We thank the following individuals for their review of this report:
Margarita Alegria, Harvard University; Susan Ellenberg, University of Pennsylvania; Ayana Elliott, Gilead Sciences, Inc.; Celia Fisher, Fordham University; Sara Goldkind, Independent Consultant; Gina Green-Harris, University of Wisconsin; Jose Pagán, New York University; Eric Rubin, New England Journal of Medicine; William Schpero, Cornell University; Joshua Sharfstein, Johns Hopkins University; Jonathan Skinner, Dartmouth College; Stephanie Studenski, University of Pittsburgh; and Consuelo Wilkins, Vanderbilt University.
Although the reviewers listed above provided many constructive comments and suggestions, they were not asked to endorse the conclusions or recommendations of this report nor did they see the final draft before its release. The review of this report was overseen by Thomas LaVeist, Tulane University, and Eve Higginbotham, University of Pennsylvania. They were responsible for
making certain that an independent examination of this report was carried out in accordance with the standards of the National Academies and that all review comments were carefully considered. Responsibility for the final content rests entirely with the authoring committee and the National Academies.
The year the issues in this report, Improving Representation in Clinical Trials and Research, became urgent for me was 2017. I was then chair of the U.S. Preventive Services Task Force (USPSTF)—an independent body charged with reviewing the scientific literature to generate evidence-based guidelines on the use of clinical preventive services. USPSTF guidelines are widely disseminated, and their audience includes patients, clinicians, and policy makers alike. During my tenure, we had issued recommendations on preventing diabetes and common cancers such as breast, colorectal, lung, and prostate that are responsible for considerable morbidity and mortality in the United States, as well as being important contributors to health disparities. Reaching patients and frontline clinicians directly was particularly compelling given the exceptionally strong evidence that clinical interventions work in preventing these diseases and because the Affordable Care Act had ensured that interventions for which evidence was clear would be covered by commercial insurers.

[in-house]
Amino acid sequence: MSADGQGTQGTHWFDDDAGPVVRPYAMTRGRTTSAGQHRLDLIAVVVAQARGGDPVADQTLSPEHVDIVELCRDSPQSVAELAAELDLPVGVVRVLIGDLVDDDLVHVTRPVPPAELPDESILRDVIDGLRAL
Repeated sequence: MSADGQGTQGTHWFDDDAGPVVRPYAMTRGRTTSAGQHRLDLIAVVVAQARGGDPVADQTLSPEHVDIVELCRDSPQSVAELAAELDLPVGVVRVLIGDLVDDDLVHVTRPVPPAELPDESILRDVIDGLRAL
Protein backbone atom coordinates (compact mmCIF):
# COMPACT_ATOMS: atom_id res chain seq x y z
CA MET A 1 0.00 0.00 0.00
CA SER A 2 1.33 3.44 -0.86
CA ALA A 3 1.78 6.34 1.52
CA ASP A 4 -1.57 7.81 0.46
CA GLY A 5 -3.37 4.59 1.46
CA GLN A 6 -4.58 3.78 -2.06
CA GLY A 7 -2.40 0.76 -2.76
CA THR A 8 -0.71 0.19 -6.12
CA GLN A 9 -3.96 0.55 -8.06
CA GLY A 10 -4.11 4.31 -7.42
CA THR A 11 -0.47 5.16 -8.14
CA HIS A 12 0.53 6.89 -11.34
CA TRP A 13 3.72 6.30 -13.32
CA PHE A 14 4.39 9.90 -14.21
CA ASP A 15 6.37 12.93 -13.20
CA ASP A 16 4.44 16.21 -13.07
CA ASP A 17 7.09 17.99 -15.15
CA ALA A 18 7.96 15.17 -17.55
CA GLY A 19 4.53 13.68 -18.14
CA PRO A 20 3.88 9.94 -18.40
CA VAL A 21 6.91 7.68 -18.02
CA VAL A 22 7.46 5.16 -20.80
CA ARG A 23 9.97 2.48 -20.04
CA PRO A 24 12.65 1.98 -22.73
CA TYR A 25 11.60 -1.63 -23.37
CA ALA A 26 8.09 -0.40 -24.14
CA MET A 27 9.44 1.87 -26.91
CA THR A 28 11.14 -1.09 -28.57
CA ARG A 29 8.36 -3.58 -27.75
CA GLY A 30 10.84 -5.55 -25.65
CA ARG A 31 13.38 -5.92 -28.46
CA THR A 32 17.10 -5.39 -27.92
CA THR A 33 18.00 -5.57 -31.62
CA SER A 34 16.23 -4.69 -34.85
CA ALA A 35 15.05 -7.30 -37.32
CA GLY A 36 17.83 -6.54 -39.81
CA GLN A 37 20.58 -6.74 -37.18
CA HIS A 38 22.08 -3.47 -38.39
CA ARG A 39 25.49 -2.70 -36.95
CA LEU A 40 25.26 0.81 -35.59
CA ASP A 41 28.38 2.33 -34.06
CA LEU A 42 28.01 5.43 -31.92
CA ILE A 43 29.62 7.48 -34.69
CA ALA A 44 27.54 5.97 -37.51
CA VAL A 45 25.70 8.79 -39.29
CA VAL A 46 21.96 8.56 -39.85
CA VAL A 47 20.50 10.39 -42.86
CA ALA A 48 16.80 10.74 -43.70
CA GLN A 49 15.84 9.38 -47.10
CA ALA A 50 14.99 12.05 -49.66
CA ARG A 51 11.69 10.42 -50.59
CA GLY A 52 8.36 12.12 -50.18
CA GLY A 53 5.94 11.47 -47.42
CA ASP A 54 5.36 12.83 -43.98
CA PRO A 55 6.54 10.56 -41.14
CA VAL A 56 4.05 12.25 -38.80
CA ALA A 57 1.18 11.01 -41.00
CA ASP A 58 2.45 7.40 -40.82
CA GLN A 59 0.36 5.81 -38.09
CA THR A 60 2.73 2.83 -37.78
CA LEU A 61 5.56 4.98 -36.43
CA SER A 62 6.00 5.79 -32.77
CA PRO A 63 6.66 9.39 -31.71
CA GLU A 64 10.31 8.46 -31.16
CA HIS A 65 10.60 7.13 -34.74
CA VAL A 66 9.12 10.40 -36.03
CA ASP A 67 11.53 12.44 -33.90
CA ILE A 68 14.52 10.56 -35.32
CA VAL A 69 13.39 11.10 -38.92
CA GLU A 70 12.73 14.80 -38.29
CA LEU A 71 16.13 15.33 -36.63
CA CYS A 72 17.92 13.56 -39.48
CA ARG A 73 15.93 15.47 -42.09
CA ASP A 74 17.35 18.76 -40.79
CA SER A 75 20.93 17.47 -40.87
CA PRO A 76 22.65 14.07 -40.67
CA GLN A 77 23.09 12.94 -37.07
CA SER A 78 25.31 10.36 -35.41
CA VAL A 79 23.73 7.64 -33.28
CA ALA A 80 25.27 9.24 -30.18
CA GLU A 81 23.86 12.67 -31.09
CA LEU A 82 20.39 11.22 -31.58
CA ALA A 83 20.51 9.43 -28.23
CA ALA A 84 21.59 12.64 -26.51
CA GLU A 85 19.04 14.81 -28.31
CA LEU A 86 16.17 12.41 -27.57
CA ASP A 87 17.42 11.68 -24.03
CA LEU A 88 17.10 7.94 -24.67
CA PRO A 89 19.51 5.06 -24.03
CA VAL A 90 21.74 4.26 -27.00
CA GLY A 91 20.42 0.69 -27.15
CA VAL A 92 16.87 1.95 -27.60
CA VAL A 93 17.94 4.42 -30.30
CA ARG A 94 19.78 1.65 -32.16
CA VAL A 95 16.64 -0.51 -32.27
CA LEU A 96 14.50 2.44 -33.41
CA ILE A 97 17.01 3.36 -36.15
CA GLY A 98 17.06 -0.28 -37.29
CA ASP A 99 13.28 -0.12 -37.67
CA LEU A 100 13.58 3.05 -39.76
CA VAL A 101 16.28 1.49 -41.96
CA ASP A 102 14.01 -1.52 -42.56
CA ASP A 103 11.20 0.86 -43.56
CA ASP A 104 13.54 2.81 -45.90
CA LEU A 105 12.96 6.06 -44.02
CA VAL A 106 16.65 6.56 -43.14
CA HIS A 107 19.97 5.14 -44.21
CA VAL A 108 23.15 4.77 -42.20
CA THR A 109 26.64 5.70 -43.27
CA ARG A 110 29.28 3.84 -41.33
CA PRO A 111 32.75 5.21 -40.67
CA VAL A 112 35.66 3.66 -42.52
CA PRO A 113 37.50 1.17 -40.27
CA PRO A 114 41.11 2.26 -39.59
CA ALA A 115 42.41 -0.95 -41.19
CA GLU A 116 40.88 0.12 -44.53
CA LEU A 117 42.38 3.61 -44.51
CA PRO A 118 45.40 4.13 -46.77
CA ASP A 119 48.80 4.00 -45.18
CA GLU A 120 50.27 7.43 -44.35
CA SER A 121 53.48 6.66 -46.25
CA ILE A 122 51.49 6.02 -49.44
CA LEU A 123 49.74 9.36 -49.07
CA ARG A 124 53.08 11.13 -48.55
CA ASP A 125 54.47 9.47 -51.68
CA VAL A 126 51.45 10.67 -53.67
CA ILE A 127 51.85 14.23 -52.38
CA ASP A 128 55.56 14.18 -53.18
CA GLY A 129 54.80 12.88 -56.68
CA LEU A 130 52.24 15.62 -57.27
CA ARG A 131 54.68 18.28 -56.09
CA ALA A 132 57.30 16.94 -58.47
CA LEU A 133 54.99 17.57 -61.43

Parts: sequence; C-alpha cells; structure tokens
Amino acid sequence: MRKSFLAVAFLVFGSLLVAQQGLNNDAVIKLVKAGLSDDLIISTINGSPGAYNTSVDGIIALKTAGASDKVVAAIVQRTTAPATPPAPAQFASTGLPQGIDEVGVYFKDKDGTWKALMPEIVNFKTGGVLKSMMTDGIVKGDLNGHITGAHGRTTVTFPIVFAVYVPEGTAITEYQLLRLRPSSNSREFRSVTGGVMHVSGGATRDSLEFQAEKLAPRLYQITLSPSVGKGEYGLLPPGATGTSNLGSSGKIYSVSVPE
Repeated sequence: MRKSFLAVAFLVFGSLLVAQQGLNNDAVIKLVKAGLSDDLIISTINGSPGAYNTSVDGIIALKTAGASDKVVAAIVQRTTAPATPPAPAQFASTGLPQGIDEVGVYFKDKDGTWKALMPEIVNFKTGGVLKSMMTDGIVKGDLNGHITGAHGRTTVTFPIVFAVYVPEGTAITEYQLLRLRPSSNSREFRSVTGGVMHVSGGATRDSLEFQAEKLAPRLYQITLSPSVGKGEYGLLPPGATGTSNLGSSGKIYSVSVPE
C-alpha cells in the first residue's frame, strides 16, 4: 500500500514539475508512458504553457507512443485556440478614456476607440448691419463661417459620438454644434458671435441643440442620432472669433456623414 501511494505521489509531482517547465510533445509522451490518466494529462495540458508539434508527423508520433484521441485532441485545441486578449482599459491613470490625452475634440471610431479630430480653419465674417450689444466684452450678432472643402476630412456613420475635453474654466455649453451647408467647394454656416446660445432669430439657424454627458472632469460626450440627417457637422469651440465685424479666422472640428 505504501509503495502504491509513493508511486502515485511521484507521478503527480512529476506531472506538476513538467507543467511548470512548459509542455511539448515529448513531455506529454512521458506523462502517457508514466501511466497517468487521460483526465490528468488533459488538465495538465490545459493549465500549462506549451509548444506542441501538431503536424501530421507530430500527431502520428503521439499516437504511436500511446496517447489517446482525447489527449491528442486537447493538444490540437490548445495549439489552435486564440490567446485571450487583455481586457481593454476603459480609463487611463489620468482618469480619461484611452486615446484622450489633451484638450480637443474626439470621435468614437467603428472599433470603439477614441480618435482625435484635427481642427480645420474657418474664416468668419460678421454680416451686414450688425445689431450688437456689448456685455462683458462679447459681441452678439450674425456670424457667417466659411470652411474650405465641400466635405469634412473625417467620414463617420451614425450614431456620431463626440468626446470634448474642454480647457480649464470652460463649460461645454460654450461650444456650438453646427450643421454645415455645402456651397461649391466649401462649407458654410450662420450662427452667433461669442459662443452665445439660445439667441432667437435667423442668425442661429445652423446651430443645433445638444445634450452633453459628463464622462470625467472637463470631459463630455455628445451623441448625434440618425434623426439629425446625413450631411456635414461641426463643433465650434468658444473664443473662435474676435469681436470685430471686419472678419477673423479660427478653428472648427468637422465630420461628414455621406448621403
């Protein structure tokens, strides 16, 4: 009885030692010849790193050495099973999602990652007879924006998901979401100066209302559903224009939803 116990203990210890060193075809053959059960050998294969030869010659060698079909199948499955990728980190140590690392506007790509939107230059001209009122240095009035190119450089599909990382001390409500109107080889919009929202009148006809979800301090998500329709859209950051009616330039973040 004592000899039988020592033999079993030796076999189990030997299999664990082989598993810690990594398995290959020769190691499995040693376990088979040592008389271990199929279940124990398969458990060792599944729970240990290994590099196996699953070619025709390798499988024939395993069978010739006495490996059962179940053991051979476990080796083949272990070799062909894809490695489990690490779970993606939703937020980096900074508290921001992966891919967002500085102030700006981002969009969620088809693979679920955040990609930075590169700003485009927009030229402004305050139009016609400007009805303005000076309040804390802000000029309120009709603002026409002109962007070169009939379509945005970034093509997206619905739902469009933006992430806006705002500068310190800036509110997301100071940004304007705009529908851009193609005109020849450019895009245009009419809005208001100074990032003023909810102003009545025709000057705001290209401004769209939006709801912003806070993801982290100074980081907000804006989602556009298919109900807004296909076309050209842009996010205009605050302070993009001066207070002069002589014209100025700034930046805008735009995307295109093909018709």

In my formal talks and informal discussions with lay and professional stakeholders, I inevitably encountered a similar pattern of questions:
How confident are you that these recommendations and the evidence on which they are based apply to me and to patients like me?
You are recommending screening for diabetes in those who are overweight or obese, but my Asian patients seem to develop diabetes at lower BMI, what about them?
What about my Latino patients who are developing diabetes at younger ages or my Black patients who are developing colorectal cancer at younger ages—shouldn’t we start screening earlier?
Black women get breast cancer at the same rate as others, but are more likely to die—should we screen differently?
My recurring response was, “Unfortunately, we just don’t have the studies in these populations that allow us to say with certainty whether or how to adapt our prevention guidelines.” While it is true, this answer rang hollow. As a physician caring for patients in an urban safety-net setting and wanting to provide the best evidence-based preventive care, these were my questions as well. Inevitably in these sessions, I would spend as much time on the science as I devoted to reinforcing with patients why they should still trust these guidelines and the process, despite the unrepresentative populations in the evidence base. With clinicians, we discussed how we might adapt the guidelines to the needs of our patient populations, what kind of evidence would be necessary, and how we might advocate together to ensure that coverage was preserved.